Hong Kong students choose public over private by opting for associate degrees when missing out on university places
Rather than using new government subsidy for private courses, students are attracted to non-degree qualifications at public universities by their better reputation
Associate degree courses at Hong Kong’s public universities are still the choice for many students who miss out on studying for a bachelor’s degree at these institutions, despite the weaker reputation of the qualification and higher fees.
The preference remains despite a new government subsidy aimed at helping those students into degrees at private institutions.
Students say the better reputation of publicly-funded universities over private schools and their higher quality make them preferable.
Secondary school leavers found out on Monday whether they had secured one of about 15,000 highly sought-after places on government-subsidised bachelor’s degree courses at one of the eight public universities in the city. And with 20,800 pupils hitting the basic entry requirements in the Diploma of Secondary Education exams, many eligible entrants were likely to miss out.
To ease the effects of that disparity, the government last month announced an annual subsidy of HK$30,000 for pupils who got those basic entry requirements but end up taking full-time undergraduate programmes at selected non-government-subsidised institutions.
But some eligible students still opted for associate degrees – two-year, sub-degree programmes with an academic focus – at public universities, despite no subsidy and no guarantee of being able to switch to an undergraduate degree afterwards.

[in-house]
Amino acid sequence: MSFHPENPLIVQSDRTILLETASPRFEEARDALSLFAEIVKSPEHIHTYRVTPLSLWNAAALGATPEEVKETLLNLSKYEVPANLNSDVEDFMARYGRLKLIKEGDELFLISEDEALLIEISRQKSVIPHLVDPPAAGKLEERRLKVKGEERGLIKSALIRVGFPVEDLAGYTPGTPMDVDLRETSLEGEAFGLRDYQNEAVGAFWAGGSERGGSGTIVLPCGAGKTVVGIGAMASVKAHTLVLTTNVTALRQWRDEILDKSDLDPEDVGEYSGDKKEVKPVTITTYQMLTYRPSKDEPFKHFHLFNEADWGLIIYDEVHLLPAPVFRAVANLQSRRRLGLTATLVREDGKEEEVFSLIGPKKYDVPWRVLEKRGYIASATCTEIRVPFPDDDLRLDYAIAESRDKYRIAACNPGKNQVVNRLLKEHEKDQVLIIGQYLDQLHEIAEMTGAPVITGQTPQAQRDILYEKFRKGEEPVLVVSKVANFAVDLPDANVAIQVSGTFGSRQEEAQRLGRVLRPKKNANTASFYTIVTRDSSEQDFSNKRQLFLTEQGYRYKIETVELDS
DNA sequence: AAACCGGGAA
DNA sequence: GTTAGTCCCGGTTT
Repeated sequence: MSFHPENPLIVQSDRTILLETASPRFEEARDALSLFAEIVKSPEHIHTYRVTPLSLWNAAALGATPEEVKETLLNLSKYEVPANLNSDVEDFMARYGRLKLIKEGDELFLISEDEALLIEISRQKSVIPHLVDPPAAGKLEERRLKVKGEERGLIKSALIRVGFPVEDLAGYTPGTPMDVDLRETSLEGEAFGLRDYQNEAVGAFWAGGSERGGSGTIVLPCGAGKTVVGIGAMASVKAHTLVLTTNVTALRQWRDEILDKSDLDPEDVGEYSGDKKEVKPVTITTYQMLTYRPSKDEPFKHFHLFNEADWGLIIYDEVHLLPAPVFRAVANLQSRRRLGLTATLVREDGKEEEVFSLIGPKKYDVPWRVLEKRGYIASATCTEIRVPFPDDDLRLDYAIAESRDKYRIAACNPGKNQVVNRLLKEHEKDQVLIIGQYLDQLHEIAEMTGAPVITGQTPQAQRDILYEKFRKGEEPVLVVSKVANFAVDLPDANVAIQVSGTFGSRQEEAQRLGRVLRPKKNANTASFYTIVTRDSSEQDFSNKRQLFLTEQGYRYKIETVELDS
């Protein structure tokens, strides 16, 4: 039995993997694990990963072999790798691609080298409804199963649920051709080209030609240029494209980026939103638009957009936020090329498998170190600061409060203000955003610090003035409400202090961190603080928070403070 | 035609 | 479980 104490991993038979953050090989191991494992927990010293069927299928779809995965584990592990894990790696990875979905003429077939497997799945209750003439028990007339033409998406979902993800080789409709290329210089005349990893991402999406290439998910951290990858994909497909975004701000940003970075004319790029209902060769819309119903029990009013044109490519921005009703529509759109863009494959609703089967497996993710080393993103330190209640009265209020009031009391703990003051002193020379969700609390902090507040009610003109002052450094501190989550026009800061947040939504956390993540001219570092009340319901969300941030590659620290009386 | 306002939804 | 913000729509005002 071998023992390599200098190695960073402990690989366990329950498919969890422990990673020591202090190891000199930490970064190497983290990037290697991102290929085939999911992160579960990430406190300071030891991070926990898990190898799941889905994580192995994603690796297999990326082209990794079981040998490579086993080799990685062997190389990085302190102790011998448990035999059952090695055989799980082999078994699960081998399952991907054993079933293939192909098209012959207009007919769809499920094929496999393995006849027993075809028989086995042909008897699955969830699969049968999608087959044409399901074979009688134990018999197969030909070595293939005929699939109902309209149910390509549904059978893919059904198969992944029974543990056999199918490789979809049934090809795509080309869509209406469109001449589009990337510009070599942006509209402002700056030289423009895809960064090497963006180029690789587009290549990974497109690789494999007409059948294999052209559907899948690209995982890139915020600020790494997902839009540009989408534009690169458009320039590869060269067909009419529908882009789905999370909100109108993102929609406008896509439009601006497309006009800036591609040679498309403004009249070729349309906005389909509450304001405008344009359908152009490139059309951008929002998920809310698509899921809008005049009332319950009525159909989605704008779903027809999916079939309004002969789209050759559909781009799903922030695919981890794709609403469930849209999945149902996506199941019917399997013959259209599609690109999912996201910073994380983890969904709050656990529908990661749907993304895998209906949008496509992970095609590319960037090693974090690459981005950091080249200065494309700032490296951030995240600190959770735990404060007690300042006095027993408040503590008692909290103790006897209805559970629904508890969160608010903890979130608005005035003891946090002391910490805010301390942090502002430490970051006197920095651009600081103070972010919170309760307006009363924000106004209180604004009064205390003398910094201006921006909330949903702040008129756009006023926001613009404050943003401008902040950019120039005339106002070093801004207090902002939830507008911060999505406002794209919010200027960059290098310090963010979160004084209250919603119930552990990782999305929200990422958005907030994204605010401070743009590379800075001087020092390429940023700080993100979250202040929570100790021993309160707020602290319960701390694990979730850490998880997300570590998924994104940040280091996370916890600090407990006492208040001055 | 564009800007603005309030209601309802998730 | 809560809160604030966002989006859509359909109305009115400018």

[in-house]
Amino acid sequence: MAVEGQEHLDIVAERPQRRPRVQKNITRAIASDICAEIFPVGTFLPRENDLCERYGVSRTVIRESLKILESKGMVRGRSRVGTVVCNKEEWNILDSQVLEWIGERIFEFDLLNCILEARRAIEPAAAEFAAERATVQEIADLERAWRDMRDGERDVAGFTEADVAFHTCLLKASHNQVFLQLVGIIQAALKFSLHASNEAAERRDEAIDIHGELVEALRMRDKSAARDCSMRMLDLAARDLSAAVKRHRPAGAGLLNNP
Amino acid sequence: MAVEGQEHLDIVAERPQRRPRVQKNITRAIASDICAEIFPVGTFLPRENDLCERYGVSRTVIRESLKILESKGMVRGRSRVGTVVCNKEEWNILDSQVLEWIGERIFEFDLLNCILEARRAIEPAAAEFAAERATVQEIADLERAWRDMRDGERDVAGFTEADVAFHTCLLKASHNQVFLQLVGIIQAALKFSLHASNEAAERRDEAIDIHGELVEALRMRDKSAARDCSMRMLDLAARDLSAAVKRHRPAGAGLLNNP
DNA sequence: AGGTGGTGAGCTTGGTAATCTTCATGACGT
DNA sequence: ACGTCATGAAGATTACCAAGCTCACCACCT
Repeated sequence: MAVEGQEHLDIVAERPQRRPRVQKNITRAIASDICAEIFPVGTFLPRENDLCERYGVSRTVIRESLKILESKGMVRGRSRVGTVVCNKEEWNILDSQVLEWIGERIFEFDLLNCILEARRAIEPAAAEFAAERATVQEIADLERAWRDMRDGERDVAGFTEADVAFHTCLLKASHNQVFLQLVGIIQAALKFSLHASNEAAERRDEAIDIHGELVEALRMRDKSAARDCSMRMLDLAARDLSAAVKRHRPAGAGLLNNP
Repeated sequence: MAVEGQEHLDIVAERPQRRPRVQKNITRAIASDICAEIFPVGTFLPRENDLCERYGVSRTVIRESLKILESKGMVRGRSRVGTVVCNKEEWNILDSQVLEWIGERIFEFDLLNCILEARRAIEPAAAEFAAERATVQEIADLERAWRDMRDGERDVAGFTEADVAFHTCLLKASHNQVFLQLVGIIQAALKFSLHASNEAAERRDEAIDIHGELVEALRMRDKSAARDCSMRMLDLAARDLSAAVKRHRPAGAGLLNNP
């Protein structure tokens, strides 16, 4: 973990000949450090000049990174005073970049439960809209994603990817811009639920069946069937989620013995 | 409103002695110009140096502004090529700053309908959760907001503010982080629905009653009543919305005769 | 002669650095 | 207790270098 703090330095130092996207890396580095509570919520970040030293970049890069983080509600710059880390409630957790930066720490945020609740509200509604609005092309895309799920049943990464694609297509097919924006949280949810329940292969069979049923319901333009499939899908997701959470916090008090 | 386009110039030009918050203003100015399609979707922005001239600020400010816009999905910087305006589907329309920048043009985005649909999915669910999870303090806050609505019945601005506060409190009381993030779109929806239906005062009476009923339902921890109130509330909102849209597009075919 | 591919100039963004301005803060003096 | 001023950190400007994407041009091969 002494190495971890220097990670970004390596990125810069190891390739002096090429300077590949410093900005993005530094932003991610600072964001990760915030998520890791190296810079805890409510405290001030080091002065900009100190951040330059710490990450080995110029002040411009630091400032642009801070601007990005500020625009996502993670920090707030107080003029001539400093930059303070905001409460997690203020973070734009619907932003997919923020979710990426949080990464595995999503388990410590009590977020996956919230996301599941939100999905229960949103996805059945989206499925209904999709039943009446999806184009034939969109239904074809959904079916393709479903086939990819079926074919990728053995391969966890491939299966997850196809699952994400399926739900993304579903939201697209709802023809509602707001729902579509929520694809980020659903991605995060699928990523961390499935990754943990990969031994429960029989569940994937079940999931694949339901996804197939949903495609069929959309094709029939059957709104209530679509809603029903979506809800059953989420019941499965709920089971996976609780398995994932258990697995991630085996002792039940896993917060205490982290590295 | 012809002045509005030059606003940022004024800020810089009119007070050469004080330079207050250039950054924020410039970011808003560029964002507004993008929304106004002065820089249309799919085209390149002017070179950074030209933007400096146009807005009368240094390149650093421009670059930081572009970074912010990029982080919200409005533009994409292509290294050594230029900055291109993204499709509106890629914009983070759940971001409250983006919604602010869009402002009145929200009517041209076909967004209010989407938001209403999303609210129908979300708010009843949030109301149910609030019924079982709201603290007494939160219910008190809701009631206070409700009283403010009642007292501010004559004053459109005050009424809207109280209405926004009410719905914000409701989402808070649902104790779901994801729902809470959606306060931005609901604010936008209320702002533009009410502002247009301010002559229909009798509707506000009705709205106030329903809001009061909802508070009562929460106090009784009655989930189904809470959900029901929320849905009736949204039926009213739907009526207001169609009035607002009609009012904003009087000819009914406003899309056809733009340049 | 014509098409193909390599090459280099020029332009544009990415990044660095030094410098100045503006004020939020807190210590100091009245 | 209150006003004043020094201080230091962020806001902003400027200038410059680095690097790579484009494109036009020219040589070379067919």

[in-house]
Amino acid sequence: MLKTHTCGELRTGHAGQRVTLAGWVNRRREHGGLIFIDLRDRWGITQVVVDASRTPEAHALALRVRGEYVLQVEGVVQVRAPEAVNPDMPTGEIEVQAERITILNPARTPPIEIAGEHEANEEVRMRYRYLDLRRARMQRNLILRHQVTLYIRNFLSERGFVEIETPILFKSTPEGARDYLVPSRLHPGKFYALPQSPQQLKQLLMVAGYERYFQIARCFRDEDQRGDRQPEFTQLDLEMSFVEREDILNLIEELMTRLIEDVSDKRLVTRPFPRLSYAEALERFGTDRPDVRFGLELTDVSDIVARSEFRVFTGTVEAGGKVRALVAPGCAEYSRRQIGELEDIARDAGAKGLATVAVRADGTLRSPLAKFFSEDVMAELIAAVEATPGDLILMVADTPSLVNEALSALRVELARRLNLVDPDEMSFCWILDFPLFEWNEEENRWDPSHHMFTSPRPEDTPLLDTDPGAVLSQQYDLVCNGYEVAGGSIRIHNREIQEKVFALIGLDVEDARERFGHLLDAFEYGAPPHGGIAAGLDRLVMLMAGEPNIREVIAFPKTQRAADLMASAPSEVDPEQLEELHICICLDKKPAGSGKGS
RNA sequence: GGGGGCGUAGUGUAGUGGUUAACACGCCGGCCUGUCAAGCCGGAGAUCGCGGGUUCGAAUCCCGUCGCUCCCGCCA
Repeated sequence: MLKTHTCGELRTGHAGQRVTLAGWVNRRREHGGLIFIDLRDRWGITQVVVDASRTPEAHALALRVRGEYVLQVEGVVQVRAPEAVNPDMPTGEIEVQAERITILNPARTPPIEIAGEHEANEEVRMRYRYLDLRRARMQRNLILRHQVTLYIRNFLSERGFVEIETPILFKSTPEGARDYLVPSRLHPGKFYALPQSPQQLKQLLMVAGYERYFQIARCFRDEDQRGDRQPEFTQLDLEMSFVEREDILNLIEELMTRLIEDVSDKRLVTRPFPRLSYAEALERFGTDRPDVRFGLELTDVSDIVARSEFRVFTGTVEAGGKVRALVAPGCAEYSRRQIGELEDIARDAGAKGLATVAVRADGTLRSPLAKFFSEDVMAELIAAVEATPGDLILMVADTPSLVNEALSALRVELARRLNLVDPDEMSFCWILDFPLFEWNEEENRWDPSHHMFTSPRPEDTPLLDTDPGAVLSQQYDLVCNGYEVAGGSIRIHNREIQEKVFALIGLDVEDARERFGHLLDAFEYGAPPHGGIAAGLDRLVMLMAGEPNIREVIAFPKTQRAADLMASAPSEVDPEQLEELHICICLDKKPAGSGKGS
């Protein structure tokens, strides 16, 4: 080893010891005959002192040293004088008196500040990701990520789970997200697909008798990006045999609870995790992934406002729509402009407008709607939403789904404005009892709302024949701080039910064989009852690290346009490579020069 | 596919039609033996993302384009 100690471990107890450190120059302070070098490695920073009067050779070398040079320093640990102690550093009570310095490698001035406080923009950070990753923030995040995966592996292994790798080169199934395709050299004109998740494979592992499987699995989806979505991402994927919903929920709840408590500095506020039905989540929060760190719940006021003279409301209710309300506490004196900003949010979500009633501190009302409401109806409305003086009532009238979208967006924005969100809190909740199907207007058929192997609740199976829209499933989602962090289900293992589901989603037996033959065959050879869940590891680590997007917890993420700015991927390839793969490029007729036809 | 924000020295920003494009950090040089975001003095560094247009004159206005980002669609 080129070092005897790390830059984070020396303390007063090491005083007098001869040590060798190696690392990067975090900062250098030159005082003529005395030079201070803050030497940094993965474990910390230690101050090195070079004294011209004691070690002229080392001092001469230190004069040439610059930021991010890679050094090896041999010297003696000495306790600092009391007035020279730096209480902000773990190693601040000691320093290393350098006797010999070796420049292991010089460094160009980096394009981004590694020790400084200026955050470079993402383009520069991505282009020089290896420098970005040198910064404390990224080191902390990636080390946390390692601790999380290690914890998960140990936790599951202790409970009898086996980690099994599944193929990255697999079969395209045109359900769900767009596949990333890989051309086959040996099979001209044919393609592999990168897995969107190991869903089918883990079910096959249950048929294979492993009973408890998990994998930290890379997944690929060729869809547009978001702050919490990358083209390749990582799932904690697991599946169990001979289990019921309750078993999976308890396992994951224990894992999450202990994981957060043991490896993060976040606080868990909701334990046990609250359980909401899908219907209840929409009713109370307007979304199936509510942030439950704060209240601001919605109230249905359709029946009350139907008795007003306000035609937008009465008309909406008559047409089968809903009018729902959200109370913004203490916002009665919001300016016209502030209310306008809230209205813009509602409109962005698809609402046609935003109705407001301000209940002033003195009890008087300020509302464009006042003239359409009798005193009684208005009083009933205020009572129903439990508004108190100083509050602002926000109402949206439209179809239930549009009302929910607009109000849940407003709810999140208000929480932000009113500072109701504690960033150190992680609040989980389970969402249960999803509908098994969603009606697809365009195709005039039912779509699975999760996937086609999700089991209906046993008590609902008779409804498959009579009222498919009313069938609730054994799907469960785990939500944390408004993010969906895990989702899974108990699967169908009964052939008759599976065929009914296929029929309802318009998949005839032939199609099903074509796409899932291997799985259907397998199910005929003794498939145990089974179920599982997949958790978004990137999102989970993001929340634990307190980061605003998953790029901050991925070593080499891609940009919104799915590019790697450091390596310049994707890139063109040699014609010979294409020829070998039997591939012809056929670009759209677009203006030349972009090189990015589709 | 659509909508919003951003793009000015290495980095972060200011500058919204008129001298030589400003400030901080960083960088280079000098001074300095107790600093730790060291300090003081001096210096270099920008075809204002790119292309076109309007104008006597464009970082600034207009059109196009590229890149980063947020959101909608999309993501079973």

Eric Lai got the exam results necessary for a public university place, but was not offered one. He got an offer for a self-financed course at Hang Sang Management College, which comes under a different government subsidy scheme for designated professions.
But Lai opted to apply for an associate degree in business administration at HKU SPACE Community College, affiliated with the University of Hong Kong.
“I think it would be better to do an associate degree and try to get back into public universities in the third year,” he said.
The degree programme under the subsidy scheme costs HK$36,700 for the coming academic year, while the unsubsidised associate degree will set Lai back HK$55,000 for the next school year.
But he said it was worth the risk.
“A degree from a government-funded university is more recognised when it comes to finding jobs, and better for my future,” he said.
Professor Chan Lung-sang, the community college’s principal, said about 60 per cent of its associate degree graduates got a place in the third year of public university courses.
Lai, who planned to work part time to help with tuition fees, said he hoped the government would consider subsidising associate degree programmes.
Another four students who met the basic university entry requirements said they would go for associate degrees instead of newly subsidised private degree courses, citing similar reasons to Lai’s.
Yuko Kan was offered a place on an accounting programme at the Open University, which was covered by the HK$30,000 subsidy scheme announced last month. But she opted to pay herself through a Bachelor of Arts course in liberal studies education at Education University.
Secretary for Education Kevin Yeung Yun-hung said previously that courses at public universities were not included in the new subsidy scheme because of the schools’ focus on research and courses subsidised in the traditional way.
But Kan said she preferred to go to Education University because of its reputation. The course will cost her HK$80,400 a year, or about twice what she would pay taking a public university degree.
But some students seized the new government funding.
Tsang Shing-wui decided on a Hang Seng Management College bachelor of business administration programme, and was offered a place on Monday.
He said the subsidy meant the course would only cost HK$33,700 a year – less than that in public universities – adding he was not worried about the degree being less recognised.
“At least it guarantees a degree, which is better than an associate degree or higher diploma,” he said.
Additional reporting by Tracy Zhang